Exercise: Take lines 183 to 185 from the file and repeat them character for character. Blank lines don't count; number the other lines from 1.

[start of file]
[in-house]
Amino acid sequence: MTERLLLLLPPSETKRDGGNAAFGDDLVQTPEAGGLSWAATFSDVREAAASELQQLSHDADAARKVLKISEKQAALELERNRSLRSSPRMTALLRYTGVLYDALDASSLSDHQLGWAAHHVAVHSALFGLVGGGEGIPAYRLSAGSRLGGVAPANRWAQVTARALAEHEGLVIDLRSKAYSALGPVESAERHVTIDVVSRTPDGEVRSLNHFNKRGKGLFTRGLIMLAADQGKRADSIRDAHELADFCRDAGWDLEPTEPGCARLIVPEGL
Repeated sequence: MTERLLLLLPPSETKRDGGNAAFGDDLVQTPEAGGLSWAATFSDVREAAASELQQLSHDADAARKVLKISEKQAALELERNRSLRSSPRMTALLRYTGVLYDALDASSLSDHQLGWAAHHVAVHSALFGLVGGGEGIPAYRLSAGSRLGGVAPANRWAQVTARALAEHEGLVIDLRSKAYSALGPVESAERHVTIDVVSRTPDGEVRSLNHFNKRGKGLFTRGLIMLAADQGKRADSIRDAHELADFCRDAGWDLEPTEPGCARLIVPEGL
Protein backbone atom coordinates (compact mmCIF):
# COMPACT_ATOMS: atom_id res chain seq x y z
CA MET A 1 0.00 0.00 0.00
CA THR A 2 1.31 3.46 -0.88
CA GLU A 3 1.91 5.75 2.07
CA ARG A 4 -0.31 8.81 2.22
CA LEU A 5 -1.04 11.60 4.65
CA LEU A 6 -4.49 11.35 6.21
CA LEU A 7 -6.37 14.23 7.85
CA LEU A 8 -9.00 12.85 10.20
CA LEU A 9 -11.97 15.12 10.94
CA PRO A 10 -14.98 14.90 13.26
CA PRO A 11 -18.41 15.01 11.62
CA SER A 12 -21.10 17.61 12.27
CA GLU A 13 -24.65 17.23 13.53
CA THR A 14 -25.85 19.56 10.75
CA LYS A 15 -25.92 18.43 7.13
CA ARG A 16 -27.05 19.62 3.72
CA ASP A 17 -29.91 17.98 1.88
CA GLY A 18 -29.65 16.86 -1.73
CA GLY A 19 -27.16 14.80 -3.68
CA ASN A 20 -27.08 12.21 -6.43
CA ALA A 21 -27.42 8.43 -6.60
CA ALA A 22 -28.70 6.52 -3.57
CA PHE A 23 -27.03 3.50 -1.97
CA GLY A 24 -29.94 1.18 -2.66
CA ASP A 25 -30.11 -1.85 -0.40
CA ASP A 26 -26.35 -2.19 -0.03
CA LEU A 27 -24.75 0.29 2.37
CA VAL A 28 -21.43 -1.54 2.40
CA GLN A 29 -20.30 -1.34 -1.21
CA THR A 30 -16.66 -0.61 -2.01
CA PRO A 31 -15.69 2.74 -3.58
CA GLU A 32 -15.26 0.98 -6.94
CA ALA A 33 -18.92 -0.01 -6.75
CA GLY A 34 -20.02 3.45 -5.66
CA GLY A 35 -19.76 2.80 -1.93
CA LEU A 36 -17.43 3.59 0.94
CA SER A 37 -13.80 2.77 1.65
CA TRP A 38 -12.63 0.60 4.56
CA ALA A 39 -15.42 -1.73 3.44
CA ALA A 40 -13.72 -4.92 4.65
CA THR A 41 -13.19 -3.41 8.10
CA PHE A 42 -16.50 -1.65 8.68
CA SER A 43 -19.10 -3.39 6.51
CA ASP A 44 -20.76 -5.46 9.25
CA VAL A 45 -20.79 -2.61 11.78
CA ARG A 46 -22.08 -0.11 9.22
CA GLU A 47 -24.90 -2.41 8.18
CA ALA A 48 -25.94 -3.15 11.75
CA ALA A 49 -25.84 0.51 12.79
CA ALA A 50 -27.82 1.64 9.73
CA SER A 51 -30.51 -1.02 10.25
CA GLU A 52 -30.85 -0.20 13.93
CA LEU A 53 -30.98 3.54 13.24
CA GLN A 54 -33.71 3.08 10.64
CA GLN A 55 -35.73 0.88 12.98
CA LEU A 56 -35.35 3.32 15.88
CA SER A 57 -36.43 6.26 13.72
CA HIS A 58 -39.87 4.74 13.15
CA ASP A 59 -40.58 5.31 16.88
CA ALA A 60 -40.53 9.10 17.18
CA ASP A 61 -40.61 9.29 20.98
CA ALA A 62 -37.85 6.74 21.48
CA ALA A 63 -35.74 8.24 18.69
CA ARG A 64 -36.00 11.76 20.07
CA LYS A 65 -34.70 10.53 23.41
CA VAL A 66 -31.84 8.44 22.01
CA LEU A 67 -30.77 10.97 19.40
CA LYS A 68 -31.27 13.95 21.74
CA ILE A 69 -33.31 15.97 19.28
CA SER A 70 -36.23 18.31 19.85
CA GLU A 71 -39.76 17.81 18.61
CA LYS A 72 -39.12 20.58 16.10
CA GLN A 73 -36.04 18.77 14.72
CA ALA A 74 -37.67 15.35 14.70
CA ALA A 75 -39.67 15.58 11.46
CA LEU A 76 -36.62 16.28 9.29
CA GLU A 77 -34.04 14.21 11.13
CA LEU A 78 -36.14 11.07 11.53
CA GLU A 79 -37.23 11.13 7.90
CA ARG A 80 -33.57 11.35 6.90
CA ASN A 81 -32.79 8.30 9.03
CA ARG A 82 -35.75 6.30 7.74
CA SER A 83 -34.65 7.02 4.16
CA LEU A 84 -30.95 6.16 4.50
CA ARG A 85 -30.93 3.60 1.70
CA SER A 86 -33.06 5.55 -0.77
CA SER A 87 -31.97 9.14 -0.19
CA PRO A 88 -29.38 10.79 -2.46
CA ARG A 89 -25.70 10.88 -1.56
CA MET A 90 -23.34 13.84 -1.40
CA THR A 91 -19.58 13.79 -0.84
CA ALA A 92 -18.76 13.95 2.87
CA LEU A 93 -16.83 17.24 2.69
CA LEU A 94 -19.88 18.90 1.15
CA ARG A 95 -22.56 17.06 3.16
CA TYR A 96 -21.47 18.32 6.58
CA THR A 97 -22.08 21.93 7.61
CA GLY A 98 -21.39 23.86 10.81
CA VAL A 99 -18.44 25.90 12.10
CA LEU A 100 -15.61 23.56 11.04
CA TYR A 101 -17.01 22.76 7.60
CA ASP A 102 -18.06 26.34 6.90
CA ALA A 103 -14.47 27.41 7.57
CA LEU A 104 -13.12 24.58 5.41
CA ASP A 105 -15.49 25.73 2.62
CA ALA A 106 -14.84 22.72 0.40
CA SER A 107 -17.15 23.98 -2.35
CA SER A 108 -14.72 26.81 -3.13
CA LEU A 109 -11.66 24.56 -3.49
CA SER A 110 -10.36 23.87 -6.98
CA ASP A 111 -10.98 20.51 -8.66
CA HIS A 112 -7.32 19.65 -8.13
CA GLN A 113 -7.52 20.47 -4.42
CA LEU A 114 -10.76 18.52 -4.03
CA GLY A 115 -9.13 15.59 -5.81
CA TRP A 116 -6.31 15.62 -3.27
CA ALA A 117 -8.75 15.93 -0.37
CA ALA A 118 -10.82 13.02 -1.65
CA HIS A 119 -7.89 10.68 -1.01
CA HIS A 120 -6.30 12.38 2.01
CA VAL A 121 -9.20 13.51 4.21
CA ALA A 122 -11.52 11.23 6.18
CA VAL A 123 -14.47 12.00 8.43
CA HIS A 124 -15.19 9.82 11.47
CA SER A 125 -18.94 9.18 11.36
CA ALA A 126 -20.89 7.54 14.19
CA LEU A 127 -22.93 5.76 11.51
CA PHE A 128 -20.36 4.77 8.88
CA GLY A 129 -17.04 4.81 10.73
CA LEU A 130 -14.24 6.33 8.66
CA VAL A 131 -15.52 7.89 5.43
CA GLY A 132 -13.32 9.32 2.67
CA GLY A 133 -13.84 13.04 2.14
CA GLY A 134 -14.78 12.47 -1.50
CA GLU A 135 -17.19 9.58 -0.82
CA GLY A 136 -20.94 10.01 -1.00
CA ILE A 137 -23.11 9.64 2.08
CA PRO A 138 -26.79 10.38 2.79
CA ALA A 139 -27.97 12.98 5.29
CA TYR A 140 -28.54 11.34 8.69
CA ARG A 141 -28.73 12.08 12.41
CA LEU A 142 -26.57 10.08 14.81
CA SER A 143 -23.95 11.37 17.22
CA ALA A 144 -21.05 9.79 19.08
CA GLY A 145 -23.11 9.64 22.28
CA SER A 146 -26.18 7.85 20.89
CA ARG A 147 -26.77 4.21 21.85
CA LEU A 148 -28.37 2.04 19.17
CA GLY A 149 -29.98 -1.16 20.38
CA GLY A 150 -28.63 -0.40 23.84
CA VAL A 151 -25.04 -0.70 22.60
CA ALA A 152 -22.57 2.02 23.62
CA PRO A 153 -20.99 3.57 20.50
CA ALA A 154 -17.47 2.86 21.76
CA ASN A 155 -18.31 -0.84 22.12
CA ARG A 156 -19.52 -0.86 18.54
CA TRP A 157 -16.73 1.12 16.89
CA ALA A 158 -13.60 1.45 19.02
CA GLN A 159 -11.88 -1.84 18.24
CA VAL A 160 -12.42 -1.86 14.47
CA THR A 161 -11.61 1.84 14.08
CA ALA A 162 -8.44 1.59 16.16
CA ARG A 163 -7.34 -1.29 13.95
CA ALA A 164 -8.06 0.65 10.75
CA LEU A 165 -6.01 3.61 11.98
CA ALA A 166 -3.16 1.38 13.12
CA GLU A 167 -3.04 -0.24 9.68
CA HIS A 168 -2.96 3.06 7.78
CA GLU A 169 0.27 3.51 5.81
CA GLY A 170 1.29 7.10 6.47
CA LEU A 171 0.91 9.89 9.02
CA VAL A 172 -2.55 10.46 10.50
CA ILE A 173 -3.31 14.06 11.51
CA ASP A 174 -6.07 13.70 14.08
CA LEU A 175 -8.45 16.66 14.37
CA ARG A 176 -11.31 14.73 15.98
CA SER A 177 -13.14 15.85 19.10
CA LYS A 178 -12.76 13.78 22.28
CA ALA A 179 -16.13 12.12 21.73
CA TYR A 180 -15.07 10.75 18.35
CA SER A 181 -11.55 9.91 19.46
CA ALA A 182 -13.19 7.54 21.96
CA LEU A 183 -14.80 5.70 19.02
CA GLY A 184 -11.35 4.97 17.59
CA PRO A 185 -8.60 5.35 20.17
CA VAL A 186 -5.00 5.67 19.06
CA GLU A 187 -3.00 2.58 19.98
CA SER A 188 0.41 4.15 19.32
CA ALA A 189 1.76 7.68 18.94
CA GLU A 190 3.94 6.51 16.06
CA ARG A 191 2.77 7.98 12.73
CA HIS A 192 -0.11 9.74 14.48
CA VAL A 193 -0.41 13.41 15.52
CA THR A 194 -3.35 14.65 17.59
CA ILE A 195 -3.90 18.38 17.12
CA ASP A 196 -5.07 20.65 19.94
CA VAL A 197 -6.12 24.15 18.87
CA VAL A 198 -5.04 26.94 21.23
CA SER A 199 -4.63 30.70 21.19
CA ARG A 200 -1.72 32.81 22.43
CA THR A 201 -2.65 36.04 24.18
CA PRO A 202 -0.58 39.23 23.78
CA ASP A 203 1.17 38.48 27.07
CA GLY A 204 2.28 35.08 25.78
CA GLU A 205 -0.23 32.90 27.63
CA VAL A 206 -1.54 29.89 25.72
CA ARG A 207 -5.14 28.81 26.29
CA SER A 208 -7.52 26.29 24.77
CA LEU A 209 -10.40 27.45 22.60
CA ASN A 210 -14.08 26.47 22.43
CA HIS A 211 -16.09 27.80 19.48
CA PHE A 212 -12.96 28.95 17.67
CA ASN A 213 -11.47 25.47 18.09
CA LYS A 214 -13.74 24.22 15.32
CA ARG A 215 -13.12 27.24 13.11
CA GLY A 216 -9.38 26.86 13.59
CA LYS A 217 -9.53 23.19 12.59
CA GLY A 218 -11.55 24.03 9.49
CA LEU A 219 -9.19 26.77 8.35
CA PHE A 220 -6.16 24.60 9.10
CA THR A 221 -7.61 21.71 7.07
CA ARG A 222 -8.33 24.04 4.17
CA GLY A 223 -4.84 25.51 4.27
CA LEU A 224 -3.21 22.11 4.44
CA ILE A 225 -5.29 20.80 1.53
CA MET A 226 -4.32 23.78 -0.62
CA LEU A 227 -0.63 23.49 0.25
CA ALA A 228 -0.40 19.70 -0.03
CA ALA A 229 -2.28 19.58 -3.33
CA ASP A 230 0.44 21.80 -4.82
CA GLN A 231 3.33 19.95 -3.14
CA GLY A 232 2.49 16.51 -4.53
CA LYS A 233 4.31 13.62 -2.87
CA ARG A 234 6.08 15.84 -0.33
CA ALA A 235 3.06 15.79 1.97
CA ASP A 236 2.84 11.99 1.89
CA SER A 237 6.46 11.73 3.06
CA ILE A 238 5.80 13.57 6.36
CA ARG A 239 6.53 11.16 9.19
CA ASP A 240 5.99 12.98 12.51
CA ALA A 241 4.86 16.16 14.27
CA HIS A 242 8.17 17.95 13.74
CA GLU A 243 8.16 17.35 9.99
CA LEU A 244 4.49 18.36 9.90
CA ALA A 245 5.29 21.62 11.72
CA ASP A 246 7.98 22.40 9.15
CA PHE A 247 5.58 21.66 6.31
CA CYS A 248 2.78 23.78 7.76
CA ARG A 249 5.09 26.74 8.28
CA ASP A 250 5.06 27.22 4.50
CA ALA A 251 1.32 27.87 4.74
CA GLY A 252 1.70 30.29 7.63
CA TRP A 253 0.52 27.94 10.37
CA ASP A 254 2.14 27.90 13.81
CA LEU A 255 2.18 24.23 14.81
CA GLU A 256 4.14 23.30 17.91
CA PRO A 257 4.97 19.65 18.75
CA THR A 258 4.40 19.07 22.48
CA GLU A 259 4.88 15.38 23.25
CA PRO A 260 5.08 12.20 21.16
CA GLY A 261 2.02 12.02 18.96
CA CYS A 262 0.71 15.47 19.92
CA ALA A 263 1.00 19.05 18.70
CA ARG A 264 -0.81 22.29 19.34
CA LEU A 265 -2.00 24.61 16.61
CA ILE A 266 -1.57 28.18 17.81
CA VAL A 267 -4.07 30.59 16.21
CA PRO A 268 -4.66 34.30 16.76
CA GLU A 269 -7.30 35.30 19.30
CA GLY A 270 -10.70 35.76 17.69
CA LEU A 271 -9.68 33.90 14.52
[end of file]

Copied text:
CA LYS A 178 -12.76 13.78 22.28
CA ALA A 179 -16.13 12.12 21.73
CA TYR A 180 -15.07 10.75 18.35